If you are a food handler, health care worker or work in or attend a day care, it is possible for you to transmit campylobacter to others in these settings. Do not work while you have diarrhea or vomiting and do not return to work or day care until 48 hours after your last loose stool or episode of vomiting. This time period will ensure you have a chance to recover and lessen the possibility of transmitting the infection to others.

Children in day care who have diarrhea or vomiting can be cared for temporarily in an area separate from other children until picked up by their parents. To ensure proper hand washing, children in day cares should be supervised by an adult when washing their hands.


Be aware of the risks associated with the food products you buy and know how to prepare your food safely.  Treat all raw poultry and meat as if it is contaminated and handle it accordingly.

To handle and prepare food safely:

  • Refrigerate foods promptly.  Keep raw meat well wrapped and on lower refrigerator shelves so blood does not drip onto other foods.
  • Thaw poultry and meat in the refrigerator, microwave, or under cold running water, not at room temperature.
  • Do not eat raw or undercooked poultry or meats.  
  • To ensure poultry and meats are cooked thoroughly use a meat thermometer and take the INTERNAL temperature of the meat by inserting the thermometer into the thickest part of the meat. You must achieve the following temperatures:
    1. The MINIMUM internal temperature for poultry is 74º C (165º F).
    2. The MINIMUM internal temperature for other meats is 71º C (160º F).
  • Avoid direct contact between raw meats and other uncooked foods.
  • When cooking or barbecuing, use separate plates and utensils for raw and cooked poultry and meat.
  • Use a separate cutting board for raw meats.  If a second cutting board is unavailable, cut all other ingredients first before cutting raw meats. 
  • Wash and sanitize items that do not go in the dishwasher such as cutting boards, utensils, counters, kitchen sinks and tap handles:
    1. Wash with warm, soapy water.
    2. Rinse with warm, plain water. 
    3. Sanitize with a mild bleach solution – one teaspoon (5 ml)of bleach per litre of water. Immerse items in the solution or spray solution onto surfaces and soak for at least two minutes to kill any bacteria.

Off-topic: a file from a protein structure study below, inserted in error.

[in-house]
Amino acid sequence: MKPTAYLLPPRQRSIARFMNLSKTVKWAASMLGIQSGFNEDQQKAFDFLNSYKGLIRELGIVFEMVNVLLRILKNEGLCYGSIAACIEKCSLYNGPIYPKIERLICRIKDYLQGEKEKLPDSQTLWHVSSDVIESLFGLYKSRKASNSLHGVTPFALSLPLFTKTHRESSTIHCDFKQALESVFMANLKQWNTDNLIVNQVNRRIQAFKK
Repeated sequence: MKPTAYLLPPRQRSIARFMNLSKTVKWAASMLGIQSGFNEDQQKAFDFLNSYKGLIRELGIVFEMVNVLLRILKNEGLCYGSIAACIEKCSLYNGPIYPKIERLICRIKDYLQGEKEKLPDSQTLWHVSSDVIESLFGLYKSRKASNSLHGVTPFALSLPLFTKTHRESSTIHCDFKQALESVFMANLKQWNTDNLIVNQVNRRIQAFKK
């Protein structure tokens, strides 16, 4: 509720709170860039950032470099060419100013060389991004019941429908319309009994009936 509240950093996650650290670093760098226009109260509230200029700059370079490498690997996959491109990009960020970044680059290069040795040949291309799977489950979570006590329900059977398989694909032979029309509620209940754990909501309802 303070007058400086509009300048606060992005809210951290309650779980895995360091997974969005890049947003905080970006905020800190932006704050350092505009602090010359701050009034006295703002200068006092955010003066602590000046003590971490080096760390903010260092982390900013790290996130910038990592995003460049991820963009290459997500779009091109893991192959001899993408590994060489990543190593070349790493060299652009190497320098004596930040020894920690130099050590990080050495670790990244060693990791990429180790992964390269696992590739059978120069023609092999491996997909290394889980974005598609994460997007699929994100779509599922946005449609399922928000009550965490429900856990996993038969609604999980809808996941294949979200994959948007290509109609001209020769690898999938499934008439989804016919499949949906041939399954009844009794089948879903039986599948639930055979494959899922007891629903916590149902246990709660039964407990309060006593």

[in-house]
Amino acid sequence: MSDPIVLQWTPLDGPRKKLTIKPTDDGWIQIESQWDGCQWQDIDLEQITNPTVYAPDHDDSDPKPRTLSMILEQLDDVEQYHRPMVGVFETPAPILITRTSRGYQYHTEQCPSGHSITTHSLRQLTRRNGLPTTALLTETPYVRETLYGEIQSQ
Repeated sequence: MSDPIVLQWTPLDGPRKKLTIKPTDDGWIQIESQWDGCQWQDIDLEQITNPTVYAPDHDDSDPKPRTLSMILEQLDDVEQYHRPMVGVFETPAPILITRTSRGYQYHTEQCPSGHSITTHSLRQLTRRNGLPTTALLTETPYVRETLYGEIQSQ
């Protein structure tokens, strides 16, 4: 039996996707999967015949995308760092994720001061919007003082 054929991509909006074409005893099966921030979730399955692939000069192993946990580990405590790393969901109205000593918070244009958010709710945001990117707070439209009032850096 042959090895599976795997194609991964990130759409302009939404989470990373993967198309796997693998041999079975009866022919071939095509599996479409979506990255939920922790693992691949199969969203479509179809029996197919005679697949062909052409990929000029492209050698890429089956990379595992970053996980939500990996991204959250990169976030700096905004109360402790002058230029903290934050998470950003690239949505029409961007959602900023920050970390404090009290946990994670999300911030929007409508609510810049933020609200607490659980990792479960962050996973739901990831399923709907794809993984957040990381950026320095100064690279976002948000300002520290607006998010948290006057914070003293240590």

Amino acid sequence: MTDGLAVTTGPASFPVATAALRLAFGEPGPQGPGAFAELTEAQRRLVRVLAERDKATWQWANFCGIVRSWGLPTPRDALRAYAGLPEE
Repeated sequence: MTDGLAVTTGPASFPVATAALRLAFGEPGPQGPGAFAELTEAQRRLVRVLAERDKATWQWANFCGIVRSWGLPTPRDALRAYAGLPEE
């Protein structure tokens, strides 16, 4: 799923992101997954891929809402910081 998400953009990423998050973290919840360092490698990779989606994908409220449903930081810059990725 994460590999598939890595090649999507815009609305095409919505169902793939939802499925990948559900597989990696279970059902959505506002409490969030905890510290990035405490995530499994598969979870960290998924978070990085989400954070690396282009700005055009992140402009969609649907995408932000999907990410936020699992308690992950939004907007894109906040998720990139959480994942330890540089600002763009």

Other ways to prevent infection:
    • Before eating
    • Before handling food
    • Immediately after handling raw poultry or meat, and before touching anything else
    • After using the toilet or changing diapers, and
    • After touching animals
  • Do not drink unpasteurized milk or juices.
  • If your local drinking water provider has issued a Boil Water Notice for your community, take the advice seriously.
  • Do not drink untreated surface water from a spring, stream, river, lake, pond or shallow well.  Assume it is contaminated with animal feces.  Boil or disinfect water from these sources that is used for:
    1. drinking
    2. making ice cubes
    3. washing uncooked fruits and vegetables
    4. making baby formula
    5. brushing teeth
    6. washing dentures and
    7. any use where it will be consumed without adequate heat treatment.
  • Boil water for at least 1 minute at a rolling boil. At elevations above 2000 m (6562 ft), boil for at least 2 minutes, or 
  • Disinfect using 1 drop of bleach per litre of water.  Shake and allow to stand for 30 minutes before drinking. 
  • For more information: How To Disinfect Drinking Water - BC HealthFile #49b

Make sure children, particularly those who handle pets, wash their hands carefully before eating and on a regular basis if they suck their thumbs or put their hands in their mouths.

SOURCE: Campylobacter ( )